Poor Oil States Struggle to Repay Loans to Commodity Traders - BLOOMBERG
- Glencore seeks to restructure notes linked to Kurdish oil loan
- Chad and the Republic of Congo struggling with repayments
Some of the world’s poorest oil-producing countries are slipping behind on payments for billions of dollars in oil-for-cash loans from commodity trading houses, putting them at risk of default.
The so-called prepayment deals, in which a trading house advances a nation money to be repaid with future oil shipments, have been popular among some African and Middle East oil nations as the only way to raise funds. But they have also proved controversial: in some cases they create an opaque source of debt that governments find hard to pay back when oil prices plunge.
The Kurdistan region of northern Iraq is now struggling to repay a $500 million loan from commodity giant Glencore Plc, according to documents reviewed by Bloomberg News. Glencore and rival trader Trafigura Group Ltd. are also in talks to restructure oil-for-cash loans of about $1.5 billion with the Republic of Congo, according to people familiar with the matter. And Chad, one of the poorest countries in the world, is using a clause in its oil-for-cash contract worth more than $1 billion to reduce payments.
Global Witness, a non-governmental organization, has called the loans a “gamble on the future oil price”, warning countries that they can become an “open-ended liability for future governments and generations.”
As the loans are repaid with cargoes of oil, when the market price plunges, countries need to divert more barrels to keep up with the payments. In a worst-case situation, like in 2016 for Chad, it could mean devoting a country’s entire petroleum output to repaying the loans.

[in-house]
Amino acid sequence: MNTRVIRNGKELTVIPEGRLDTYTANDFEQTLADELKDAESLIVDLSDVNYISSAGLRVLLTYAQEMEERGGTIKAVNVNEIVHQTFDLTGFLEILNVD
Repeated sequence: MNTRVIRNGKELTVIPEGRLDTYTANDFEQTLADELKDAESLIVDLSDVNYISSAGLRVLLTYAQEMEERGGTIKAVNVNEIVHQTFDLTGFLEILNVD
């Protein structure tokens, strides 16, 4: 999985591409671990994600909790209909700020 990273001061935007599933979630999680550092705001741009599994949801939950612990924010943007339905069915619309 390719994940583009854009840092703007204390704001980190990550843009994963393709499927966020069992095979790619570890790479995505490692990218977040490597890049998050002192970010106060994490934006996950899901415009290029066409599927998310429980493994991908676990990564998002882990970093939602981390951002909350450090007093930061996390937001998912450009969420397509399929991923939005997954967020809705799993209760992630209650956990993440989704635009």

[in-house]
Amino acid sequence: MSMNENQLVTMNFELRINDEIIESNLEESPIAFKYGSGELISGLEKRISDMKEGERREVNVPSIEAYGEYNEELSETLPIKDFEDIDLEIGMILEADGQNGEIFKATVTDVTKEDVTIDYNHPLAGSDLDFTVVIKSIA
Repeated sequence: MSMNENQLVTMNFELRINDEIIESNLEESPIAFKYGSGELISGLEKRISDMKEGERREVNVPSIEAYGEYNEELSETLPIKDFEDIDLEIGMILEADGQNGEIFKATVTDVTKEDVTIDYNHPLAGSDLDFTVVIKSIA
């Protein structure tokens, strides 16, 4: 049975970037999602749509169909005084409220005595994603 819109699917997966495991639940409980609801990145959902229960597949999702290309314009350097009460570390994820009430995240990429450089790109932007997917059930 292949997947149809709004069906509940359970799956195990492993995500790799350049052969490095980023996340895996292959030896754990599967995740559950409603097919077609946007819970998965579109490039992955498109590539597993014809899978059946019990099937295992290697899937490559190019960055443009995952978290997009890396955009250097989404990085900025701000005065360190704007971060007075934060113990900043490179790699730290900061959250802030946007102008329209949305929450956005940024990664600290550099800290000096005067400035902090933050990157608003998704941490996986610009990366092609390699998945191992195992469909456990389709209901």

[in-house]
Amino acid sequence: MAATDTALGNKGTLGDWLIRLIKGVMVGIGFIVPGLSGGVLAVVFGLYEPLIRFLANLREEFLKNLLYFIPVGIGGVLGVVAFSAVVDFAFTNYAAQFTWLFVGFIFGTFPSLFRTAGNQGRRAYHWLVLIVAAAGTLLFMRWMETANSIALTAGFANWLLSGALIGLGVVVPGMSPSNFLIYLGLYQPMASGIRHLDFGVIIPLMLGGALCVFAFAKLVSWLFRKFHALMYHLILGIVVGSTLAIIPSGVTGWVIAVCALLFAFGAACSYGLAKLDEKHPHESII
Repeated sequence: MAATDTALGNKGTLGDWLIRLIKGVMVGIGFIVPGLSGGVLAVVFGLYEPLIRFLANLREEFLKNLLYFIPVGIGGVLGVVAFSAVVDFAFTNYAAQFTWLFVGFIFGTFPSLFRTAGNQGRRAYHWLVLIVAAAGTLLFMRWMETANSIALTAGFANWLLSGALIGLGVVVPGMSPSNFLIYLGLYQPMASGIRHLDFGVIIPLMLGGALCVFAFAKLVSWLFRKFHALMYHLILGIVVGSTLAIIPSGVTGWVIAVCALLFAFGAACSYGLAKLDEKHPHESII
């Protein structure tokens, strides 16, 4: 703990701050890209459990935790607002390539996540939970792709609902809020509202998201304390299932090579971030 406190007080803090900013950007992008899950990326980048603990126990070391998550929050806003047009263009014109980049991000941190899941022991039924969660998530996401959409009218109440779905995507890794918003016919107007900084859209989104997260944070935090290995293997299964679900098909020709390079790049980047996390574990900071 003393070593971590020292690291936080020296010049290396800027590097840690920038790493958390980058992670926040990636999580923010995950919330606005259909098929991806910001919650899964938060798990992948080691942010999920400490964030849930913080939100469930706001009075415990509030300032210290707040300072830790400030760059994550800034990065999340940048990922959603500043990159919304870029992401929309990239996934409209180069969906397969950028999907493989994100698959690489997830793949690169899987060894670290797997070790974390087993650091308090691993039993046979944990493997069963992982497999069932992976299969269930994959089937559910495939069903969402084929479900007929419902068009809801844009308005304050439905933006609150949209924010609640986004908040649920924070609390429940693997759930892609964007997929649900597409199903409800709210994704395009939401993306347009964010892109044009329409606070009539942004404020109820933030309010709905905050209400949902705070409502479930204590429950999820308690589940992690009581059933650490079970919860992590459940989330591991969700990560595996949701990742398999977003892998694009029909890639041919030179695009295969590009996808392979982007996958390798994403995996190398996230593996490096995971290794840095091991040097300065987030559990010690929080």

While commodity traders thrive on price volatility, rather than on whether prices are high or low, they are also exposed to declines in commodity prices through these loans.
In most cases, they offload the risk by syndicating the loans to banks, buying credit insurance, and -- in at least one case -- selling notes to institutional investors like pension funds. That would mean losses elsewhere in the financial system if the deals are restructured.
Glencore and Trafigura declined to comment. A representative of the Kurdish oil ministry didn’t respond to request for comments. The government of the Republic of Congo declined to comment.
Oil prices have collapsed this year after dozens of countries closed their economies in an effort to stop the spread of coronavirus, sharply reducing energy demand. The crash was compounded by a price war between Saudi Arabia and Russia that eventually lead to negative prices.
In the case of Kurdistan, global investors including U.S. pension funds are on the hook for potential losses as they bought $500 million worth of five-year notes known as Oilflow SPV 1 DAC linked to the loans. Glencore has told noteholders that it would soon present “a formal proposal” to restructure the deal, according to a notice posted on the Cayman Islands Stock Exchange.
The value of the Oilflow SPV 1 notes has plunged because of the potential restructuring, trading recently at about 80 cents on the dollar, according to data compiled by Bloomberg. That implies a yield of more than 40%. They originally offered 12%.
Chad told the International Monetary Fund that it plans to repay an oil loan of more than $1 billion from a Glencore-led syndicate more slowly than anticipated, using a clause in the contract that allows it to reduce payments when prices drop below $42 a barrel. Brent crude is trading at around $35.
Chad has already restructured the loans with the Glencore-led syndicate twice since they were first subscribed in 2013. At the end of 2019, the African country owed the trading house directly $379 million, and another $778 million to syndicate banks.
Republic of Congo has been trying to restructure its oil-for-cash loans for nearly a year, but a tentative deal reached in late 2019 was derailed after prices crashed. The African nation is now in fresh talks with Trafigura and Glencore. The traders are negotiating with Congo about extending the maturity of the loans, according to one person familiar with the matter.
— With assistance by Elie Smith, and Andy Hoffman